Lin Chi-wei: Navigating Evil, Control and Disease

Zero and Sound Liberation Organization: “Broken Life Festival” in 1994. Image Courtesy of the Artist; Photography by LIN Zhi-Feng
Live performance of Tape Music on September 2. Courtesy of the gallery
Day of Victory, 2015
Acrylic on Canvas
84 x 126 cm
Courtesy of the artist
Zero and Sound Liberation Organization: “Broken Life Festival” in 1994. Image Courtesy of the Artist; Photography by LIN Zhi-Feng
Live Performance of Lin Chi-Wei’s Tape Music, using a 120 meter long tape with embroidered phonetic characters without further instruction, 2012, Tate Modern, London. Image Courtesy of the Artist; Photography by Wei-Yu
Ceremony of the Shell
2015
Mixed Media
131 x 102 x 19 cm
Courtesy of the artist
Meditation through Violence
2016
Acrylic on Canvas
85 x 126
Courtesy of the Artist
Mercy as Profound as the Sea
2015
Mixed Media
115 x 116 x 15 cm
Courtesy of the Artist
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K11 HONG HONG'S SILICON VALLEY OF CULTURE

Lin Chi-wei’s latest show at Hanart TZ Gallery is anchored in a series of binaries.

TEXT: Christie Lee
IMAGES: Courtesy of the artist and Hanart TZ Gallery


Acrylics might be the star of his latest show, Revolving Binary Forces: Paintings and Sound Art by Lin Chi-Wei, at Hanart TZ gallery, but Taiwanese artist Lin Chi-wei will be the first to admit that they’re the works of an “amateur”.

Live performance of the artist. Courtesy of the gallery
Live performance of Tape Music on September 2. Courtesy of the gallery

 

“The brushstrokes, the colours. There is just so many things wrong with it! It’d take hours for me to tell you about it,” Lin says in his distinct brand of self-deprecation when we meet at the gallery, where his paintings are shown for the first time.

Broad strokes of orange, red, blue, green and black, hues that crashes onto and melds with one another. In Black and White (2014), the Chinese character for “white” is written on top of that for “black”. Blake, again. Allegories punctuate the show, with the mountain, long a symbolic for the pinnacle of knowledge and civilisation, being a particularly prominent feature.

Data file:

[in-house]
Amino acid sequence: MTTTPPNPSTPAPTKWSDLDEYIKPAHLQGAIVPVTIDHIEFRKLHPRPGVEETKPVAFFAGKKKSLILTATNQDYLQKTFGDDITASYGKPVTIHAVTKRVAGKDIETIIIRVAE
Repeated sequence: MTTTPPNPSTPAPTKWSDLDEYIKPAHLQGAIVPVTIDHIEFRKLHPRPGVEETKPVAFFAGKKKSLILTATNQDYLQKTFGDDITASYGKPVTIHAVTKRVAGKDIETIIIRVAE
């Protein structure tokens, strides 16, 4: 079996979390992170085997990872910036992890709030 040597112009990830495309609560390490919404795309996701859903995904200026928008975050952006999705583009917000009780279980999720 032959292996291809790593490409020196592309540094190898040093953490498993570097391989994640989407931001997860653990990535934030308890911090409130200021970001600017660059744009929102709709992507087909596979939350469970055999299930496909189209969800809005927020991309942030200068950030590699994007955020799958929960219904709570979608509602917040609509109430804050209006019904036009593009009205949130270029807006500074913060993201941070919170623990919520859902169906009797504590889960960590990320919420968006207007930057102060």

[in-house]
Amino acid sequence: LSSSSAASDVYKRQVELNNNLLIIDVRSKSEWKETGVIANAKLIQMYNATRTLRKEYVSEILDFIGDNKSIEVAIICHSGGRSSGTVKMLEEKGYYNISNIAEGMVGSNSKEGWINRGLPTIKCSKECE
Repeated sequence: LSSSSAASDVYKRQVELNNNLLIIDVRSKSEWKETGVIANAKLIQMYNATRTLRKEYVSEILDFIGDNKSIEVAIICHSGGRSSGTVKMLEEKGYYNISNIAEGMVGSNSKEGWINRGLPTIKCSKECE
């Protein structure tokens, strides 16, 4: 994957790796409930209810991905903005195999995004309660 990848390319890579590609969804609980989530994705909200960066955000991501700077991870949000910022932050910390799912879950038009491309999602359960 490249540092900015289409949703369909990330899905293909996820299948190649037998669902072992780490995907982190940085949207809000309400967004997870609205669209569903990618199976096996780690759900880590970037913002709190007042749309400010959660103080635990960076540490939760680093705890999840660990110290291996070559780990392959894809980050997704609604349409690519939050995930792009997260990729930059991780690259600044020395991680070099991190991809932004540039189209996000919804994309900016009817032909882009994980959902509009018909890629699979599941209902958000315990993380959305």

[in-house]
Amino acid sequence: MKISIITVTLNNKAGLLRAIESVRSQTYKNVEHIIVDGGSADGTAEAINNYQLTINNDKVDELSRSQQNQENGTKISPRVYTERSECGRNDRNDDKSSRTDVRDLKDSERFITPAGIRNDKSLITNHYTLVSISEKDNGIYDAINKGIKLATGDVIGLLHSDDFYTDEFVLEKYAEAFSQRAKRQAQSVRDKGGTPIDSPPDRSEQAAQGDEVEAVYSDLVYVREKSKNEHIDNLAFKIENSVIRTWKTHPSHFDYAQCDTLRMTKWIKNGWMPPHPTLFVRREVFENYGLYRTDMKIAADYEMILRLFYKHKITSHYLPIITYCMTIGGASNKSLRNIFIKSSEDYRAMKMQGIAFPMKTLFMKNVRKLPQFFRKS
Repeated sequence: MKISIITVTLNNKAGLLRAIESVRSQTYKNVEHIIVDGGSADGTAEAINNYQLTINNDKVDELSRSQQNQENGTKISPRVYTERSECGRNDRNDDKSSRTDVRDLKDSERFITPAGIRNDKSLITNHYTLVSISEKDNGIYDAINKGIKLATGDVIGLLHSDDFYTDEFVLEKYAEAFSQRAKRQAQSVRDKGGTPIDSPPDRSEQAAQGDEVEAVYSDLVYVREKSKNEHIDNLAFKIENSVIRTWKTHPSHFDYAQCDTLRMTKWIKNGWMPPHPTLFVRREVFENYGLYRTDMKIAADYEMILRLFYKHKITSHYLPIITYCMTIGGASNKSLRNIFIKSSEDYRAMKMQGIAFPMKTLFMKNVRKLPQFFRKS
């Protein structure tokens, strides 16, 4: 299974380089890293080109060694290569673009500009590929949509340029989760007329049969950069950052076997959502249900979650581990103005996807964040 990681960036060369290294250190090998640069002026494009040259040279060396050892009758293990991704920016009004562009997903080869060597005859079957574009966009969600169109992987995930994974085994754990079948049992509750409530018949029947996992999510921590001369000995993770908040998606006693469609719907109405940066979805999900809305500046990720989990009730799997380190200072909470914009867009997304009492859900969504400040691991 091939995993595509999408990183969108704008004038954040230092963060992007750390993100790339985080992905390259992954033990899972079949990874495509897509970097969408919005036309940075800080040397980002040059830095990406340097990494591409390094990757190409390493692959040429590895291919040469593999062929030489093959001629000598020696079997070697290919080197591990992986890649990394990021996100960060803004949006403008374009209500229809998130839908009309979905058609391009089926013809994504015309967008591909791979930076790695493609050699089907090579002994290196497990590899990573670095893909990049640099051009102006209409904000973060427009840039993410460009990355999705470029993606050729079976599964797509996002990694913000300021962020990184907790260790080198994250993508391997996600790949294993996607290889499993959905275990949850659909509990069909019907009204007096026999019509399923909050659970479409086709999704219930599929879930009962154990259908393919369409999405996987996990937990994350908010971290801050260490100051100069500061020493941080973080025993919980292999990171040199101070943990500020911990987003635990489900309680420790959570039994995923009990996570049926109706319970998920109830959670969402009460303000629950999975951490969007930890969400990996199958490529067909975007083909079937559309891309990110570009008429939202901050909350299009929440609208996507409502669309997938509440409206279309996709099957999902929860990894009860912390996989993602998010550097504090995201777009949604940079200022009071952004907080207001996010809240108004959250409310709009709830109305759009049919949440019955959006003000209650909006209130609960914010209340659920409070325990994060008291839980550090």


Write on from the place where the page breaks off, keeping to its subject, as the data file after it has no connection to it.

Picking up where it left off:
Day of Victory, 2015 Acrylic on Canvas 84 x 126 cm Courtesy of the artist
Day of Victory, 2015
Acrylic on Canvas
84 x 126 cm
Courtesy of the artist

 

At the entrance of the gallery, Day of Victory (2015) blood orangish sunset is bookended by two Swastikas. It’s very William Blake. “Yes, indeed. I’m a fan,” Lin gives a small smile. Something closer to home provoked the actual painting of the piece though. “When I was 18, I was enlisted into the national conscription service. I had a mental breakdown after a month. What the military does is suck every ounce of individuality you have out of you,” recalls Lin.

The military didn’t succeed with Lin, who’d always treaded unusual paths. For a first, he never formally studied art for a day in his life. Born and bred in Taiwan, the artist always held an interest in art, but upon getting rejected from art school, opted to study French literature at Fu Jen Catholic University. “The French put their culture on a pedestal. It’s very much like the way the Taiwanese worship their gods,” he humorously notes.

 

Zero and Sound Liberation Organization: “Broken Life Festival” in 1994. Image Courtesy of the Artist; Photography by LIN Zhi-Feng
Zero and Sound Liberation Organization: “Broken Life Festival” in 1994. Image Courtesy of the Artist; Photography by LIN Zhi-Feng

 

After graduation, he founded noise band Zero and Sound Liberation Organization (Z.S.L.O.) with Singing Liu and Steve Chan in 1992. For Lin, his musical and artistic pursuits have always been intertwined, and none epitomised this better than Taipei Ragged Living Festival, an annual event set up by Z.S.L.O. and a few associates and comprised of a mix of installation art, S/M and experimental film, noise performances and experimental architecture.

Lin’s long-running Tape Music, Score for MUSARC invites participants to read phonetic symbols off a 204-metre-long “sound reel”, as it is being passed through their hands. Tape Music has been performed a few dozen times around the world, but it was the iteration on September 2 that Lin finds the most bizarre. “There were a few who just refused to read the notes, so it made for a very different result. Perhaps the Hong Kong crowd is more individualistic than I’d thought,“ Lin laughs.